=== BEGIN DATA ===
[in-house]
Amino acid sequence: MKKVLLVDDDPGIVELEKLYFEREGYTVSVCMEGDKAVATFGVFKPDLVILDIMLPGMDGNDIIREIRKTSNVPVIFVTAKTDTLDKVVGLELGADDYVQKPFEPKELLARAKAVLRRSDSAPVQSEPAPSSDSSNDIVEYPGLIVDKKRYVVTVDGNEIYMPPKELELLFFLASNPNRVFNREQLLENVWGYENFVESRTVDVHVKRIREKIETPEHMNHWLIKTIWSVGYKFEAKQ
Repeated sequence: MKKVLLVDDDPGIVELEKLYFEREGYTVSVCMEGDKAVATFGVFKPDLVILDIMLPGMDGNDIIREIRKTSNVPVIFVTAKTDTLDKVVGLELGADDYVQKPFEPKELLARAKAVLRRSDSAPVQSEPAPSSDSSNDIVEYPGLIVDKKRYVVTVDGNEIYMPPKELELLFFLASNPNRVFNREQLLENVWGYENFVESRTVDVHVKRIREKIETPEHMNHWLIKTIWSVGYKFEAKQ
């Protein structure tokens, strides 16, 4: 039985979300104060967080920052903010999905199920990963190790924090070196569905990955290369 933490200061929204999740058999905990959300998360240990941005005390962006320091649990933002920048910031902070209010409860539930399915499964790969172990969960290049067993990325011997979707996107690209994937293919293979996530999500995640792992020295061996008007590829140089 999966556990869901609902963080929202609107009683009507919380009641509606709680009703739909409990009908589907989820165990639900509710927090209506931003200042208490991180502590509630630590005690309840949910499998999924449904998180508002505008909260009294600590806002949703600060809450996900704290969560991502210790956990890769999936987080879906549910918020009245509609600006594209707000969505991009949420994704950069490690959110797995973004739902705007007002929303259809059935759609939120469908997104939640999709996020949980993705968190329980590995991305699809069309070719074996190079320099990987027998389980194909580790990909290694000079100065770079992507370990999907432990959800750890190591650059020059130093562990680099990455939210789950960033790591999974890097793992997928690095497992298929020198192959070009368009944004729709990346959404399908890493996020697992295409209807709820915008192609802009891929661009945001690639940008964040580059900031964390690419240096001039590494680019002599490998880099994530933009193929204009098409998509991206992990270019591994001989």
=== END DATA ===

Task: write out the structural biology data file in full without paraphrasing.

[in-house]
Amino acid sequence: MKKVLLVDDDPGIVELEKLYFEREGYTVSVCMEGDKAVATFGVFKPDLVILDIMLPGMDGNDIIREIRKTSNVPVIFVTAKTDTLDKVVGLELGADDYVQKPFEPKELLARAKAVLRRSDSAPVQSEPAPSSDSSNDIVEYPGLIVDKKRYVVTVDGNEIYMPPKELELLFFLASNPNRVFNREQLLENVWGYENFVESRTVDVHVKRIREKIETPEHMNHWLIKTIWSVGYKFEAKQ
Repeated sequence: MKKVLLVDDDPGIVELEKLYFEREGYTVSVCMEGDKAVATFGVFKPDLVILDIMLPGMDGNDIIREIRKTSNVPVIFVTAKTDTLDKVVGLELGADDYVQKPFEPKELLARAKAVLRRSDSAPVQSEPAPSSDSSNDIVEYPGLIVDKKRYVVTVDGNEIYMPPKELELLFFLASNPNRVFNREQLLENVWGYENFVESRTVDVHVKRIREKIETPEHMNHWLIKTIWSVGYKFEAKQ
């Protein structure tokens, strides 16, 4: 039985979300104060967080920052903010999905199920990963190790924090070196569905990955290369 933490200061929204999740058999905990959300998360240990941005005390962006320091649990933002920048910031902070209010409860539930399915499964790969172990969960290049067993990325011997979707996107690209994937293919293979996530999500995640792992020295061996008007590829140089 999966556990869901609902963080929202609107009683009507919380009641509606709680009703739909409990009908589907989820165990639900509710927090209506931003200042208490991180502590509630630590005690309840949910499998999924449904998180508002505008909260009294600590806002949703600060809450996900704290969560991502210790956990890769999936987080879906549910918020009245509609600006594209707000969505991009949420994704950069490690959110797995973004739902705007007002929303259809059935759609939120469908997104939640999709996020949980993705968190329980590995991305699809069309070719074996190079320099990987027998389980194909580790990909290694000079100065770079992507370990999907432990959800750890190591650059020059130093562990680099990455939210789950960033790591999974890097793992997928690095497992298929020198192959070009368009944004729709990346959404399908890493996020697992295409209807709820915008192609802009891929661009945001690639940008964040580059900031964390690419240096001039590494680019002599490998880099994530933009193929204009098409998509991206992990270019591994001989």